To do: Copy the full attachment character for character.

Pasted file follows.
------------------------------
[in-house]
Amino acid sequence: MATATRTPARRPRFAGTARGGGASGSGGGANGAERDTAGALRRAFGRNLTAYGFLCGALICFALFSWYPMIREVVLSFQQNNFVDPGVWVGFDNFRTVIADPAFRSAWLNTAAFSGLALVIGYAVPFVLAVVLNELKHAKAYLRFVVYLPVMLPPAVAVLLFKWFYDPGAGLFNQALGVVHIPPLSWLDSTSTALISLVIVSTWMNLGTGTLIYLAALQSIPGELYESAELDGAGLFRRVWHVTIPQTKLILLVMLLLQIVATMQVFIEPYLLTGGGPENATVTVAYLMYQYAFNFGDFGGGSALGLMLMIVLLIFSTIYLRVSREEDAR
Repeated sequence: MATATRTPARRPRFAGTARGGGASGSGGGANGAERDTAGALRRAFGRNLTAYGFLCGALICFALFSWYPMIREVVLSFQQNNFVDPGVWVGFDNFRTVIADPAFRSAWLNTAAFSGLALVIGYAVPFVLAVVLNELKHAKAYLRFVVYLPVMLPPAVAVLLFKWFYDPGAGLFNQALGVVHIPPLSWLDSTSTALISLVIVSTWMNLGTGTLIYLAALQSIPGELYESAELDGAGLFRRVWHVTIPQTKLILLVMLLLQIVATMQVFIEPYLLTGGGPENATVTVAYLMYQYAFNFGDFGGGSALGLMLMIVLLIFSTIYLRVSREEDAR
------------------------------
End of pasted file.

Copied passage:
[in-house]
Amino acid sequence: MATATRTPARRPRFAGTARGGGASGSGGGANGAERDTAGALRRAFGRNLTAYGFLCGALICFALFSWYPMIREVVLSFQQNNFVDPGVWVGFDNFRTVIADPAFRSAWLNTAAFSGLALVIGYAVPFVLAVVLNELKHAKAYLRFVVYLPVMLPPAVAVLLFKWFYDPGAGLFNQALGVVHIPPLSWLDSTSTALISLVIVSTWMNLGTGTLIYLAALQSIPGELYESAELDGAGLFRRVWHVTIPQTKLILLVMLLLQIVATMQVFIEPYLLTGGGPENATVTVAYLMYQYAFNFGDFGGGSALGLMLMIVLLIFSTIYLRVSREEDAR
Repeated sequence: MATATRTPARRPRFAGTARGGGASGSGGGANGAERDTAGALRRAFGRNLTAYGFLCGALICFALFSWYPMIREVVLSFQQNNFVDPGVWVGFDNFRTVIADPAFRSAWLNTAAFSGLALVIGYAVPFVLAVVLNELKHAKAYLRFVVYLPVMLPPAVAVLLFKWFYDPGAGLFNQALGVVHIPPLSWLDSTSTALISLVIVSTWMNLGTGTLIYLAALQSIPGELYESAELDGAGLFRRVWHVTIPQTKLILLVMLLLQIVATMQVFIEPYLLTGGGPENATVTVAYLMYQYAFNFGDFGGGSALGLMLMIVLLIFSTIYLRVSREEDAR